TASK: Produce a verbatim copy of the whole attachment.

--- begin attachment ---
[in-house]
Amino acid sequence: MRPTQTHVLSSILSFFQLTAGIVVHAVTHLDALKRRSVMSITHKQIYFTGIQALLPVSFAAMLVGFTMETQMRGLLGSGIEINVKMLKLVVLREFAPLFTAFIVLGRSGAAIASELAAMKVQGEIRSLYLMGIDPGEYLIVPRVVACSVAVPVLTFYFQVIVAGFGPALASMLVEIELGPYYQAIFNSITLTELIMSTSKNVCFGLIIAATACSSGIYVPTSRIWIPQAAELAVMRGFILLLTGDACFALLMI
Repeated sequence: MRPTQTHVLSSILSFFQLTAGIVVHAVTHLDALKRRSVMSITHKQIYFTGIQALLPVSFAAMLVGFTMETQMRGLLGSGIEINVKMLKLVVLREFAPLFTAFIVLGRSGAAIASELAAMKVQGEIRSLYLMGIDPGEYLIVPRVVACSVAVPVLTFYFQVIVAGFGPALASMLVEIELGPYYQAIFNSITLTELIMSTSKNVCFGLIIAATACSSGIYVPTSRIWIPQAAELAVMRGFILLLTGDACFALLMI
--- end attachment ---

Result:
[in-house]
Amino acid sequence: MRPTQTHVLSSILSFFQLTAGIVVHAVTHLDALKRRSVMSITHKQIYFTGIQALLPVSFAAMLVGFTMETQMRGLLGSGIEINVKMLKLVVLREFAPLFTAFIVLGRSGAAIASELAAMKVQGEIRSLYLMGIDPGEYLIVPRVVACSVAVPVLTFYFQVIVAGFGPALASMLVEIELGPYYQAIFNSITLTELIMSTSKNVCFGLIIAATACSSGIYVPTSRIWIPQAAELAVMRGFILLLTGDACFALLMI
Repeated sequence: MRPTQTHVLSSILSFFQLTAGIVVHAVTHLDALKRRSVMSITHKQIYFTGIQALLPVSFAAMLVGFTMETQMRGLLGSGIEINVKMLKLVVLREFAPLFTAFIVLGRSGAAIASELAAMKVQGEIRSLYLMGIDPGEYLIVPRVVACSVAVPVLTFYFQVIVAGFGPALASMLVEIELGPYYQAIFNSITLTELIMSTSKNVCFGLIIAATACSSGIYVPTSRIWIPQAAELAVMRGFILLLTGDACFALLMI